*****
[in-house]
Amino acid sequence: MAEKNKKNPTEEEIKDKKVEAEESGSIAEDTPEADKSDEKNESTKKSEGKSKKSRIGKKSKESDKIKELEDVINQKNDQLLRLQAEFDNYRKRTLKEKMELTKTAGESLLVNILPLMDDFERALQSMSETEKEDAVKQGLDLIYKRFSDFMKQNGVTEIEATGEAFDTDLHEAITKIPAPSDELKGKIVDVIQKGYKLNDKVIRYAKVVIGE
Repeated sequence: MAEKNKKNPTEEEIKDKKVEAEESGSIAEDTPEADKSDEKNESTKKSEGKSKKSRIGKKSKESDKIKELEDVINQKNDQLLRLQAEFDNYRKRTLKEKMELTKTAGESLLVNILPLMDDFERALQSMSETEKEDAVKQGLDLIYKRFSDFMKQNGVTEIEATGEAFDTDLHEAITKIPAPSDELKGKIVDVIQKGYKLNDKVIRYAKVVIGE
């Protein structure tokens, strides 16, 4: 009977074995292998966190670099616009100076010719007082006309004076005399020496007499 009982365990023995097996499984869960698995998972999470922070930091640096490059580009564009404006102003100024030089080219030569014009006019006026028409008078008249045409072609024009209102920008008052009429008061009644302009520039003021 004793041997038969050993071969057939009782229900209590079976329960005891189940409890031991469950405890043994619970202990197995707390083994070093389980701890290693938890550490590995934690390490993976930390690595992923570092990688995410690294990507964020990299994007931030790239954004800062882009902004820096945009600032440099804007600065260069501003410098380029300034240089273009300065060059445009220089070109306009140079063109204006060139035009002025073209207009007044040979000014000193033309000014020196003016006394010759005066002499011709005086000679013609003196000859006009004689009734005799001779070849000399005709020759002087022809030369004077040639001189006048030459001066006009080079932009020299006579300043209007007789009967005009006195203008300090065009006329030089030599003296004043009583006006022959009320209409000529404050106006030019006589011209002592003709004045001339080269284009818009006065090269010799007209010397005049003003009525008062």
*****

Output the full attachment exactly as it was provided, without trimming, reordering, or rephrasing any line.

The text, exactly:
[in-house]
Amino acid sequence: MAEKNKKNPTEEEIKDKKVEAEESGSIAEDTPEADKSDEKNESTKKSEGKSKKSRIGKKSKESDKIKELEDVINQKNDQLLRLQAEFDNYRKRTLKEKMELTKTAGESLLVNILPLMDDFERALQSMSETEKEDAVKQGLDLIYKRFSDFMKQNGVTEIEATGEAFDTDLHEAITKIPAPSDELKGKIVDVIQKGYKLNDKVIRYAKVVIGE
Repeated sequence: MAEKNKKNPTEEEIKDKKVEAEESGSIAEDTPEADKSDEKNESTKKSEGKSKKSRIGKKSKESDKIKELEDVINQKNDQLLRLQAEFDNYRKRTLKEKMELTKTAGESLLVNILPLMDDFERALQSMSETEKEDAVKQGLDLIYKRFSDFMKQNGVTEIEATGEAFDTDLHEAITKIPAPSDELKGKIVDVIQKGYKLNDKVIRYAKVVIGE
């Protein structure tokens, strides 16, 4: 009977074995292998966190670099616009100076010719007082006309004076005399020496007499 009982365990023995097996499984869960698995998972999470922070930091640096490059580009564009404006102003100024030089080219030569014009006019006026028409008078008249045409072609024009209102920008008052009429008061009644302009520039003021 004793041997038969050993071969057939009782229900209590079976329960005891189940409890031991469950405890043994619970202990197995707390083994070093389980701890290693938890550490590995934690390490993976930390690595992923570092990688995410690294990507964020990299994007931030790239954004800062882009902004820096945009600032440099804007600065260069501003410098380029300034240089273009300065060059445009220089070109306009140079063109204006060139035009002025073209207009007044040979000014000193033309000014020196003016006394010759005066002499011709005086000679013609003196000859006009004689009734005799001779070849000399005709020759002087022809030369004077040639001189006048030459001066006009080079932009020299006579300043209007007789009967005009006195203008300090065009006329030089030599003296004043009583006006022959009320209409000529404050106006030019006589011209002592003709004045001339080269284009818009006065090269010799007209010397005049003003009525008062």